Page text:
The third film in his trilogy, Peter Nicks’ Homeroom is a tantalizing case study around public school systems that are not equipped to prepare youth for young adulthood. Centered in Oakland but relevant to any major city, this intimate conversation takes place between Nicks and a young activist who has experienced such challenges within their own community, and ties the film topics in with local youth-led movements and the larger fight for equity.
RSVP and optional sliding-scale ticket appreciated. To view the panel discussion, please click play on the video box below. It will automatically begin after the festival pre-roll trailers.Apologies; we are unable to provide captions for this discussion due to technical difficulties but can provide a transcription upon request.
Director of Homeroom
Peter Nicks is an Emmy Award winning cinematographer/director known for his immersive camera work and cinema vérité style. He helmed the critically acclaimed feature documentary THE WAITING ROOM which won an Independent Spirit Award and was shortlisted for an Academy Award in 2012. THE FORCE - the second in a trilogy of timely, immersive docus exploring the interconnected narratives of health care, criminal justice and education in Oakland, CA - won the 2017 Sundance Director’s Prize. HOMEROOM, the final film in the trilogy, will premiere at the 2021 Sundance Film Festival. Nicks is now in development on ANTHEM, a feature-length documentary exploring both the history and current life of The Star Spangled Banner. Nicks, a 2015 United States Artist Fellow, received his B.A. in English from Howard University and his masters in journalism from UC Berkeley.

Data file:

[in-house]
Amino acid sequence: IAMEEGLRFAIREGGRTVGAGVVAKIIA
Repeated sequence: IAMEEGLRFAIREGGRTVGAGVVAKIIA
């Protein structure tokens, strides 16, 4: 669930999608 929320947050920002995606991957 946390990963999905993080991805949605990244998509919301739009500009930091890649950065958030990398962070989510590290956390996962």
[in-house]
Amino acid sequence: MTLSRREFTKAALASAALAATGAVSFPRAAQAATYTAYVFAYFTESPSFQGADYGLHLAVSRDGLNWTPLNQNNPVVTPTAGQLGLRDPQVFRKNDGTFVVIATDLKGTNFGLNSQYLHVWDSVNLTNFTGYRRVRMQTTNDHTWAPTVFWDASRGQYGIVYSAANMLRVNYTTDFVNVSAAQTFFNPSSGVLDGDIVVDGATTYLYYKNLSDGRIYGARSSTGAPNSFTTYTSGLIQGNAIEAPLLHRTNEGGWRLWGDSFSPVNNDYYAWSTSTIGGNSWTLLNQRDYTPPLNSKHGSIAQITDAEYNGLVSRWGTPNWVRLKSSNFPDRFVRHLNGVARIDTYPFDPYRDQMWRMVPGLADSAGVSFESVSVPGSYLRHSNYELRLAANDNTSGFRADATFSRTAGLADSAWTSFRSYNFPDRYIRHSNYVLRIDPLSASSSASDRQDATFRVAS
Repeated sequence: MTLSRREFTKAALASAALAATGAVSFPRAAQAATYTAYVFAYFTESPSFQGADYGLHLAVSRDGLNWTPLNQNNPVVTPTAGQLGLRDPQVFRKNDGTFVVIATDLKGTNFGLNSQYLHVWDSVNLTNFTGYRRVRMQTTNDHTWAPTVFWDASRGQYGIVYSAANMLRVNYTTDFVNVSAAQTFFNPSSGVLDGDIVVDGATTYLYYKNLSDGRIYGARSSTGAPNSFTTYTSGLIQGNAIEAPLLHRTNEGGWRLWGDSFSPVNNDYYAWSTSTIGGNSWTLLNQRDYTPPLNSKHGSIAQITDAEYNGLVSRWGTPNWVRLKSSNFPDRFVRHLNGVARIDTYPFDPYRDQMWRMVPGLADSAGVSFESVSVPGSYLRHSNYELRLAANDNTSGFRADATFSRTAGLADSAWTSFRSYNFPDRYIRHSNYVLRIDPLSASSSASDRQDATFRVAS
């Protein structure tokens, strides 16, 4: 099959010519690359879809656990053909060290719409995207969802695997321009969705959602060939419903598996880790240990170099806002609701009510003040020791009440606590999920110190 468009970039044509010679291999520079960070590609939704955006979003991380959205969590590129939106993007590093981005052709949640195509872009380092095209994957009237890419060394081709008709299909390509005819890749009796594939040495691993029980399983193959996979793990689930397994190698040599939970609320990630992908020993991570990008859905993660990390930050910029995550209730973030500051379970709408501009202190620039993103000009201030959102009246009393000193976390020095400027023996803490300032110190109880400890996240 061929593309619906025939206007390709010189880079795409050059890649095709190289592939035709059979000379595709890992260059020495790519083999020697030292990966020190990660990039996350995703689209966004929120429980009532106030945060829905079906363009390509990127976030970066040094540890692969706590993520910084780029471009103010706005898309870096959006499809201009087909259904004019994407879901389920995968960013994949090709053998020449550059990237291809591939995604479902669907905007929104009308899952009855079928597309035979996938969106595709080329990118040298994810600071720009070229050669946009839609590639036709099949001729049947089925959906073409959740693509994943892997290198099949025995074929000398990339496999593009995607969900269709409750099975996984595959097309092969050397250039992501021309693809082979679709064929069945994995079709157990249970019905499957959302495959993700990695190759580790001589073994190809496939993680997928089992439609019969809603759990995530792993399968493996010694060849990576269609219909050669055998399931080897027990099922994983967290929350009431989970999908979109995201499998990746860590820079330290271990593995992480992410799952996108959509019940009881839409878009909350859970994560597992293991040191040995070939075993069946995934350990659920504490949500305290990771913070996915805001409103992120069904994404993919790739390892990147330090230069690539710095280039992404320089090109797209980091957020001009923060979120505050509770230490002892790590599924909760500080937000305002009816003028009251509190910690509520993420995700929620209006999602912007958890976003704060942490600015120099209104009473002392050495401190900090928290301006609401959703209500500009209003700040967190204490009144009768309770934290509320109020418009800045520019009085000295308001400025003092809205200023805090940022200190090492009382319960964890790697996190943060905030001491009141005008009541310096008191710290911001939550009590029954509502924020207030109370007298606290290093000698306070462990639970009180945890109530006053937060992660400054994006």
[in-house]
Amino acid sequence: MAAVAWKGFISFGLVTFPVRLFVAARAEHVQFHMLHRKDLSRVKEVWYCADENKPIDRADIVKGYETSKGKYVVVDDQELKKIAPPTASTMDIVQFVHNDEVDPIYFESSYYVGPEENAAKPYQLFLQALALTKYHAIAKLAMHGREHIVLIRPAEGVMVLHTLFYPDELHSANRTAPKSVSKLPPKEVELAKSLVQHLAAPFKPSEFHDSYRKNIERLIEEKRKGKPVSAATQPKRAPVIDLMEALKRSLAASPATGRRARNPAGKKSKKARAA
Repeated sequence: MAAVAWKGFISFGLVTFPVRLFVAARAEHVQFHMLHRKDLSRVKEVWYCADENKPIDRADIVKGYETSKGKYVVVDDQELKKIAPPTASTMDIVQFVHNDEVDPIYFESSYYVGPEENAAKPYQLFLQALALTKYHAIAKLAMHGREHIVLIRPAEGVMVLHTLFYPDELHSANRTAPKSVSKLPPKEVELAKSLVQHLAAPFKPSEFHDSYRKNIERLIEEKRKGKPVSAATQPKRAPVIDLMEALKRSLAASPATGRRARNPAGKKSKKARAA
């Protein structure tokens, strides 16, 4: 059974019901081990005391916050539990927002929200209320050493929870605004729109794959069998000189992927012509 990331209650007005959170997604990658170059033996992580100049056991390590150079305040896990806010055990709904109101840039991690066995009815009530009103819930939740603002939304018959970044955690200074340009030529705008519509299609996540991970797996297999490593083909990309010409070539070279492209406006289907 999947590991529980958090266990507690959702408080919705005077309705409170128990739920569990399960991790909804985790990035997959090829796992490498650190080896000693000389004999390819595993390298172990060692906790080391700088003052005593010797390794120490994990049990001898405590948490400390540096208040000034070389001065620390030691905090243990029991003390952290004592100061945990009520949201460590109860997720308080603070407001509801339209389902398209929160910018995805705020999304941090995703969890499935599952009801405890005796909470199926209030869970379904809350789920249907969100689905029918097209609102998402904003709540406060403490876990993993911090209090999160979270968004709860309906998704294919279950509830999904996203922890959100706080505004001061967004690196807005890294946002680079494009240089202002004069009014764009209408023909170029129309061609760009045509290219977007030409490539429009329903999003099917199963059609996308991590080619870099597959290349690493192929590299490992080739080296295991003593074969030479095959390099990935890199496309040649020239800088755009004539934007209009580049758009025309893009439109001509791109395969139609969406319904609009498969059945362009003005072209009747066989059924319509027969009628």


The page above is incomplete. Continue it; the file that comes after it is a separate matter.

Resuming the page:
In conversation with...
Cece Chan is a student activist currently attending Pacific Lutheran University as a second year. She plans to major in Gender, Sexuality, and Race Studies and minor in Communications with hopes in pursuing a future in education and media studies. She was born and raised in Seattle, WA, where she started her activist journey as a member of the Washington State National Association for the Advancement of Colored People (NAACP) Youth Council. She is recognized for her film For the Culture: An Ethnic Studies Documentary, curriculum writing with South End Stories, and her Black Education Matters Student Activist Award of 2019. Her passions derive from her faith in God and story as a strong Asian woman.
High School Activist
Beba Heron (she/they/he) is a sixteen year old non-binary Latine student at South Seattle College. Previously, they attended the Grover Cleveland STEM high school in Beacon Hill, where they were a part of the Youth Race and Equity Team. Currently, they serve as an editor for the youth-run blog by South End Stories. Originally from Oakland, they moved to Seattle in 2012.